If you’ve never tried writing a poem, you’re missing out. There are few things that can help me work through my emotions more thoroughly than a nice, indulgent poem. I will say, however, that you need to be inspired to write. I’m not talking about the green-fairy induced inspiration that bohemians used to chase down the Absinthe bottle. I mean that you have to have something heavy on your heart. It can be great sorrow, great joy, anger, envy, love, hate, any combination of emotions, really. It can be a person, an event, a cute puppy.

I hope I’m not alone in feeling things so strongly that it seems as if something is literally crushing your heart in your chest. As you can see, I would definitely identify myself as a poet by nature if neither by practice nor talent.

I firmly believe in the therapy of writing. My prayer journal revolutionized my relationship with God and I have been know, on occasion, to write scathing letters to my future husband whenever I’m feeling particularly angry and thinking that somehow my singleness is his fault. I tried to write him a love letter once, and it went a little something like this: (Hit it!)

Dear beloved,

I am so happy that our hearts are intertwined. Congratulations on getting through all the walls I built up around my heart. Yeah, that’s right. While you were out and about doing GOD KNOWS WHAT with GOD KNOWS WHO, I was sitting at home, alone, waiting for you. Not to mention getting my heart broken a few times for good measure.

But I’m like super happy we’re together now. Always and forever. I love you.


That was an exaggeration, but still surprisingly therapeutic. Which is the point. I save some of these letters, but I rip most of them up and throw them away. Sometimes you just need to vent your frustrations. And that’s why writing exists.

I really like poetry because not only does it help me work through my emotions, but the form itself allows me to be as vague or as specific as I wish. It also gets my creative juices flowing, which I really appreciate because I love being creative and I also love juice.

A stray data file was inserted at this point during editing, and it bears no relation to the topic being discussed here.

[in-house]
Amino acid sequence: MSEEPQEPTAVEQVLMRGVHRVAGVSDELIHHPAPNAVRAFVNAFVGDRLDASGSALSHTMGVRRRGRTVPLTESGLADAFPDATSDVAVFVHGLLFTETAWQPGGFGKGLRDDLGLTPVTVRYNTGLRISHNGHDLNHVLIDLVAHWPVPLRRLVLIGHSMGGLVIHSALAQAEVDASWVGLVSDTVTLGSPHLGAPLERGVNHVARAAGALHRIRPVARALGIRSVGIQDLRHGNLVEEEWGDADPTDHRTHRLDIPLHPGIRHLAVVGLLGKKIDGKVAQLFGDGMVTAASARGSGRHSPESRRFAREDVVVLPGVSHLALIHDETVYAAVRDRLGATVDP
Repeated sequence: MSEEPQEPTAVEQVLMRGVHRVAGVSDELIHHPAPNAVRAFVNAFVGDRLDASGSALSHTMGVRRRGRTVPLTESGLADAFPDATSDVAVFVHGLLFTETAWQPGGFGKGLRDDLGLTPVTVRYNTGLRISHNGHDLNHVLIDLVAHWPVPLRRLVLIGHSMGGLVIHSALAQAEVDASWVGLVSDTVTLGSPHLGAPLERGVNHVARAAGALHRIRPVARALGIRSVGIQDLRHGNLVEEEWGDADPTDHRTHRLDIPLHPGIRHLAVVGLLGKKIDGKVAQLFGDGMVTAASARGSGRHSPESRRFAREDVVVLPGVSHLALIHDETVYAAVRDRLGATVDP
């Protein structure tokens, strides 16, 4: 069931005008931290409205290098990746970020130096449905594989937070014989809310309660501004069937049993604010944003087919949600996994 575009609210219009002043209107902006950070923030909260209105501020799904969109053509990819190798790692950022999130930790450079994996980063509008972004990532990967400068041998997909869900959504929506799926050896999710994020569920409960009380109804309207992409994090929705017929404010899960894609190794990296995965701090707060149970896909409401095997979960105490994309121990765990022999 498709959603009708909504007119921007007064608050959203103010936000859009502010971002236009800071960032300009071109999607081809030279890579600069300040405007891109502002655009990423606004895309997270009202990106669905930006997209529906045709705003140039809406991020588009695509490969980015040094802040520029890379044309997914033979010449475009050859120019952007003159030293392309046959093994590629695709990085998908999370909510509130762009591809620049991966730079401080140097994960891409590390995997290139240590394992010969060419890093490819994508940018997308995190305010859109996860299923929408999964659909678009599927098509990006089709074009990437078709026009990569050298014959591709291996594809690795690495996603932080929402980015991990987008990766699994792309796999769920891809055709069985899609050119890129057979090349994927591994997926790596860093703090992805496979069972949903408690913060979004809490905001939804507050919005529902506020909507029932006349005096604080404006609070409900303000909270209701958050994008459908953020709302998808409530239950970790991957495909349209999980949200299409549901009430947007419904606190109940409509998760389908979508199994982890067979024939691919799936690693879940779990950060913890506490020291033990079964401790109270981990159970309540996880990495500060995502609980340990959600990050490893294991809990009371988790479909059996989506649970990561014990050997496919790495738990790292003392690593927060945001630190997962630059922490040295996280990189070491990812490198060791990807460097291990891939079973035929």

Did I mention bad poetry is more therapeutic than good? Because it is. Don’t let yourself become concerned with writing something “good.” Just write. You can always rip it up and throw it out.

So here’s a small smattering of what’s on my heart today.


I’m broken, torn to pieces,
My heart surrounded by walls of stone.
But I’m frightened when I realize
I’d be better with you than I am alone.

I see your gentle spirit,
I see your heart most kind.
And a part of me most selfishly
Wants to make you mine.

You seem so good and I so bad
Though we both imperfect be
We soon are made, by perfect Love,
Into the versions of us most holy.

The darkness others have put in me
I never wish to put in you.
So I’d rather you see through me,
That my heart can break anew.

For I don’t believe in love
Beyond He who made me whole.
So this sudden, rushing hope
Has overrun my soul.


Conflicted and restricted,
Irregular rhythms.
Heartbeats and butterflies
And future looks into your eyes.

Mocked and locked,
Swallow the key.
Holding hands and stolen kisses
And maybe the future mister and missus.

And with that, I think we have enough intrepid angst for one day.

“Christian, you may see me only as a drunken, vice-ridden gnome whose friends are just pimps and girls from the brothels. But I know about art and love, if only because I long for it with every fiber of my being.” –Toulouse-Lautrec (in Moulin Rouge), and, subsequently,

2 thoughts on “Poetic Therapy

  1. Pingback: “SuperHeart” | Danroberson's Blog

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